Welcome to VLSI technology

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There are a large number and variety of basic fabrication steps used in the production of modern MOS ICs. The same process can be used for the designed of NMOS or PMOS or CMOS devices.The gate material could be either metal or poly-silicon . The most commonly used substrate is bulk silicon or silicon-on-sapphire (SOS). Inorder to avoid the presence of parasitic transistors, variations are brought in the techniques that are used to isolate the devices in the wafer.

The fabrication steps are as follows:


Processing is carried on single crystal silicon of high purity on which required P impurities are introduced as crystal is grown. Such wafers are about 75 to 150 mm in diameter and 0.4 mm thick and they are doped with say boron to impurity concentration of 10 to power 15/cm3 to 10 to the power 16 /cm3.

Step 2 :

A layer of silicon di oxide (SiO2) typically 1 micrometer  thick is grown all over the surface of the wafer to protect the surface, acts as a barrier to the dopant during processing, and provide a generally insulating substrate  on to which other layers may be deposited and patterned.

Step 3:

The surface is now covered with the photo resist which is deposited onto the wafer and spun to an even distribution of the required thickness.

Step 4:

The photo resist layer is then exposed to ultraviolet light through masking which  defines those regions into which diffusion is to take place together with transistor channels. Assume, for example , that those areas exposed to uv radiations are polymerized (hardened), but that the areas required for diffusion are shielded by the mask and remain unaffected.

Step 5:

These areas are subsequently readily etched away together with the underlying silicon di oxide so that the wafer surface is exposed in the window defined by the mask.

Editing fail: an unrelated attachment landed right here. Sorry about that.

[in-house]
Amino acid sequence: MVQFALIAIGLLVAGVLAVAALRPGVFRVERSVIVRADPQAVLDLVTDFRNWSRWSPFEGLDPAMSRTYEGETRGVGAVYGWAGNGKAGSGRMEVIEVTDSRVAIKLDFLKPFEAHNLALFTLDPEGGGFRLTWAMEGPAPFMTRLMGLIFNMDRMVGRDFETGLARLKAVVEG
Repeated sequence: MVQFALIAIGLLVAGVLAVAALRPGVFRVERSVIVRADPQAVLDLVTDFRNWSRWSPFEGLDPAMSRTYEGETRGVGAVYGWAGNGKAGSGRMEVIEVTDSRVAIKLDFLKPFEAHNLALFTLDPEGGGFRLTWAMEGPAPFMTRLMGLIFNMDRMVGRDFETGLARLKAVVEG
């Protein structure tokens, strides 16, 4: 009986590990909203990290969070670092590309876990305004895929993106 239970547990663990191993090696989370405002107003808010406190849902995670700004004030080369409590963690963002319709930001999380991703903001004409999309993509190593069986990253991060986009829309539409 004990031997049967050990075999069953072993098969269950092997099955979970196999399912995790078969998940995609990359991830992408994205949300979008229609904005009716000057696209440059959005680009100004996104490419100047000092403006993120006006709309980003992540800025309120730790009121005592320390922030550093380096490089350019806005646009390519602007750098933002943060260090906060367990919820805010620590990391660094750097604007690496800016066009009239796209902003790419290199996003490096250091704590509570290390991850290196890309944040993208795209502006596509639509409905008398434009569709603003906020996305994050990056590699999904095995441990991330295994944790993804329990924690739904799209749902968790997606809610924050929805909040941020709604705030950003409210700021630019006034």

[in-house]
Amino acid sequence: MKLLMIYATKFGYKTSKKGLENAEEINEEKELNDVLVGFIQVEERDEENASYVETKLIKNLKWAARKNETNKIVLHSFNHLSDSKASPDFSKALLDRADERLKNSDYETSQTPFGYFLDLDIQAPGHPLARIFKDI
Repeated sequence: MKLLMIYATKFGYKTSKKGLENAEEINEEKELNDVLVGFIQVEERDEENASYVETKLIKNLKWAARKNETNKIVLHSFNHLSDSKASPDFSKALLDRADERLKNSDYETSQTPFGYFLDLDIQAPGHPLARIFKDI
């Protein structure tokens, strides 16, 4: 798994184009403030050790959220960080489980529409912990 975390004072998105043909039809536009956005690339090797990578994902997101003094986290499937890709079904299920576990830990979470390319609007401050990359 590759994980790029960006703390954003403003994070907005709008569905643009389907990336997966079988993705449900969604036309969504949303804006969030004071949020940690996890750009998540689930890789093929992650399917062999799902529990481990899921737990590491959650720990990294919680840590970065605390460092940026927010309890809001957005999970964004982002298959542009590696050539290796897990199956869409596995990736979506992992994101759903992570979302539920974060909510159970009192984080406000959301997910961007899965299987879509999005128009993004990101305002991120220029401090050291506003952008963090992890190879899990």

Step 6:

The remaining photo resist is removed and a thin layer of SiO2 (0.1 micro m typical) is grown over the entire chip surface and then poly silicon is deposited on the top of this to form the gate structure. The polysilicon layer consists of heavily doped polysilicon deposited by chemical vapour deposition (CVD). In the fabrication of fine pattern devices, precise control of thickness, impurity concentration, and resistivity is necessary

Step 7:

Further photo resist coating and masking allows the poly silicon to be patterned and then the thin oxide is removed to expose areas into which n-type impurities are to be diffused to form the source and drain. Diffusion is achieved by heating the wafer to a high temperature and passing a gas containing the desired n-type impurity.

Note: The poly silicon with underlying thin oxide and the thick oxide acts as mask during diffusion the process is self aligning.

Step 8:

Thick oxide  (SiO2) is grown over all again and is then masked with photo resist and etched to expose selected areas of the poly silicon gate and the drain and source areas where connections are to be made. (contacts cut)



Step 9:

The whole chip then has metal (aluminium) deposited over its surface to a thickness typically of 1 micro m. This metal layer is then masked and etched to form the required interconnection pattern.